Catalonia independence: Puigdemont 'will not accept' Rajoy plan


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Media captionSome 450,000 people protested on Saturday, local police said

The Catalan president, Carles Puigdemont, says the region will not accept Madrid’s plan for direct rule.

He described it as the worst attack on Catalonia’s institutions since General Franco’s 1939-1975 dictatorship, under which regional autonomy was dissolved.

Prime Minister Mariano Rajoy’s plans include the removal of Catalonia’s leaders and curbs on its parliament.

An independence referendum went ahead on 1 October, despite being banned by Spain’s Constitutional Court.

Mr Puigdemont said the Spanish government was acting against the democratic will of Catalans after refusing all offers of dialogue.

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Media captionCatalan president’s message to Europe

He said he would call for a session of the Catalan parliament to debate a response to Mr Rajoy’s plans.

Addressing European citizens in English, he added that the EU’s founding values were “at risk” in Catalonia.

Barcelona police said 450,000 people protested in the regional capital earlier on Saturday, with many chanting “freedom” and “independence”.

What is the Spanish government planning?

Mr Rajoy said he was triggering Article 155 of the constitution, which allows for direct rule to be imposed in a crisis on any of the country’s autonomous regions.

Speaking after an emergency cabinet meeting, Mr Rajoy stopped short of dissolving the region’s parliament but put forward plans for elections.

He insisted the measures would not mean Catalan self-government itself was being suspended. Instead, he said, the plan was to remove those people who had “taken self-government outside the law and the constitution”.

The measures, which are supported by opposition parties, must now be approved by the Senate in the next few days.

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Mr Rajoy said the government would apply Spain’s Article 155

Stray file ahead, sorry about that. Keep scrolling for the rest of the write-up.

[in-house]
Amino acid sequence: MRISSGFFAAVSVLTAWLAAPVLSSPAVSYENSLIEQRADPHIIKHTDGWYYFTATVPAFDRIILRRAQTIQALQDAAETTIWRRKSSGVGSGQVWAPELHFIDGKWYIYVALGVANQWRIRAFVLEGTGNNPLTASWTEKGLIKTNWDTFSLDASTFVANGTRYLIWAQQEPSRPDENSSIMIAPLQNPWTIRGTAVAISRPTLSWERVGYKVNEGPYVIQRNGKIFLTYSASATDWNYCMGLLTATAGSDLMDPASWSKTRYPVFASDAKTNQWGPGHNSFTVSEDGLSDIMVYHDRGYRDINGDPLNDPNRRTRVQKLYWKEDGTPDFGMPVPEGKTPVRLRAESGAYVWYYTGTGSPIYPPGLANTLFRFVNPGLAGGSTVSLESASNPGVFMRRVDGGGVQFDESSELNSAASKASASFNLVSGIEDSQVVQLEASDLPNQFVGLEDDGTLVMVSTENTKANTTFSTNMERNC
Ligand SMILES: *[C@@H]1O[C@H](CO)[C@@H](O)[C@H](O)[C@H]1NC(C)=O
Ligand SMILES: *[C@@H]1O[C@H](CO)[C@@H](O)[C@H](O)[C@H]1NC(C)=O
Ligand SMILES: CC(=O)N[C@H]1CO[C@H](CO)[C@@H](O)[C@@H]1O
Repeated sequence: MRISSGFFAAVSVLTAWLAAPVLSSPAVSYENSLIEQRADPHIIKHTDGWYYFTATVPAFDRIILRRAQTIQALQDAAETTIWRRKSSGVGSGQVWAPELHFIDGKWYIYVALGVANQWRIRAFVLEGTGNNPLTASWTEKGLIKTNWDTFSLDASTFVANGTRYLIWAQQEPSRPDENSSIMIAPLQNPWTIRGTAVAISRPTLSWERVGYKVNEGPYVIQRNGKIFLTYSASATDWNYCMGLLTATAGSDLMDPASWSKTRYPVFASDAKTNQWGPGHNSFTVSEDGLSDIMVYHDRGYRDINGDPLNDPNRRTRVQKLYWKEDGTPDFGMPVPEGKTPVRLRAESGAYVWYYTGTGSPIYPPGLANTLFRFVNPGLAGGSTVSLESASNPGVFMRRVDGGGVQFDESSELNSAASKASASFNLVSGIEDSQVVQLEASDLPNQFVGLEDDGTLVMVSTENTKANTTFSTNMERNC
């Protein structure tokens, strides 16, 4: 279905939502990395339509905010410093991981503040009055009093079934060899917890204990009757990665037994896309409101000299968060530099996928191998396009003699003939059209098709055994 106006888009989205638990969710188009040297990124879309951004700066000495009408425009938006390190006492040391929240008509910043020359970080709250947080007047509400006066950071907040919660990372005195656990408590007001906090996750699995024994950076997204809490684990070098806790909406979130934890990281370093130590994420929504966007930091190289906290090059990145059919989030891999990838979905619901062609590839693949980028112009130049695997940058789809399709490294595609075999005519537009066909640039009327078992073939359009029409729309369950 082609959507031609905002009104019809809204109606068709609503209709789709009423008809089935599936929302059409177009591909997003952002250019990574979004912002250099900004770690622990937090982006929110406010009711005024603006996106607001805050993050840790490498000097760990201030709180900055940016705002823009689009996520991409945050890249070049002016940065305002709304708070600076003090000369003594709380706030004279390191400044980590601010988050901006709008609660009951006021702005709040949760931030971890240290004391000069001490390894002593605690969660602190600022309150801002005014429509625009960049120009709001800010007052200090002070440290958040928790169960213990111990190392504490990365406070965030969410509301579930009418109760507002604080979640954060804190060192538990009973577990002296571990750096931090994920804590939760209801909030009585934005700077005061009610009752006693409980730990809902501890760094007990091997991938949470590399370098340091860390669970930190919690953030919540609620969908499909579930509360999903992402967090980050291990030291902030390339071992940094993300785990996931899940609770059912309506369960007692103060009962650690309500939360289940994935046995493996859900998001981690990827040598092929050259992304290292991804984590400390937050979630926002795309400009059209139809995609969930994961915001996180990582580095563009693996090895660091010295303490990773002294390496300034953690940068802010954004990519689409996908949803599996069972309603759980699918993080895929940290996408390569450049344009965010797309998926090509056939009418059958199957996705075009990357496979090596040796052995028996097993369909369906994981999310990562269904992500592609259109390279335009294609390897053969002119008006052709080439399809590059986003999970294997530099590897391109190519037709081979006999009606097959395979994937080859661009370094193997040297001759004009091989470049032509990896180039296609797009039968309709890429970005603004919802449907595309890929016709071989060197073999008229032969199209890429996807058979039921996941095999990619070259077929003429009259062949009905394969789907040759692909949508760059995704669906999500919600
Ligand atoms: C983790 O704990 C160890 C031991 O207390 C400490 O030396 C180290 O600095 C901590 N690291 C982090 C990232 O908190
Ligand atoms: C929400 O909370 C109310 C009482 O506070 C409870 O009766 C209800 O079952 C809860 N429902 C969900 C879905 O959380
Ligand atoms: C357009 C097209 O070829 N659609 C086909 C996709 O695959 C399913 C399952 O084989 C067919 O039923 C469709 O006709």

Reports say Spain’s interior ministry is preparing to take control of Catalonia’s Mossos d’Esquadra police force and remove its commander, Josep Lluís Trapero, who is already facing sedition charges.

The government is also considering taking control of Catalonia’s public broadcaster TV3, El País newspaper reports (in Spanish).

What other reaction has there been?

The use of Article 155 has sparked widespread criticism in Catalonia, where many say it amounts to a suspension of the region’s powers of self-government.

The Speaker of the Catalan Parliament, Carme Forcadell, called the measures a “de facto coup d’etat”.

“It is an authoritarian coup inside a member state of the European Union,” she said, adding that Mr Rajoy intended to “put an end to a democratically elected government”.

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Media captionPolice inspector: ‘We are not politicians’

Catalan Vice-President Oriol Junqueras said Mr Rajoy and his allies had “not just suspended autonomy. They have suspended democracy”.

Barcelona Mayor Ada Colau said it was a “serious attack on the rights and freedoms of all, both here and elsewhere”.

Iñigo Urkullu, the president of the government in Spain’s semi-autonomous Basque region, said using Article 155 was “extreme and disproportionate”.

However Inés Arrimadas, head of the centrist Ciudadanos party in Catalonia which is against independence, said holding fresh elections would “restore goodwill and democracy” in the region.

Solution or provocation?

Guy Hedgecoe, BBC News, Madrid

Mariano Rajoy’s use of Article 155 had been widely anticipated but his announcement when it came still had a huge impact. The article has never been invoked before, so there was a certain amount of mystery surrounding its potential reach and meaning.

Although Mr Rajoy insists Catalonia’s self-government is not being suspended, many will disagree. The removal from office of Carles Puigdemont and all the members of his cabinet, to allow ministers in Madrid to take on their duties, amounts to a major reining in of Catalonia’s devolved powers.

The Spanish prime minister said one of his aims was to restore peaceful co-existence to Catalonia with these measures. Many Catalans who want to remain in Spain will approve of this strident action. But those who want independence for their region are likely to see this as a provocation rather than a solution.

How did we get here?

Even though Spain’s constitutional court ruled it illegal, Catalonia’s regional government held a referendum on 1 October to ask residents of the region if they wanted to break away.

Of the 43% of Catalans said to have taken part, 90% voted in favour of independence. Unionist parties who won about 40% of the vote at the 2015 Catalan elections boycotted the ballot and many anti-independence supporters stayed away, arguing it was not valid.

Mr Puigdemont and other regional leaders later signed a declaration of independence but immediately suspended it in order to allow for talks.

He then defied two deadlines set by the national government to clarify Catalonia’s position.



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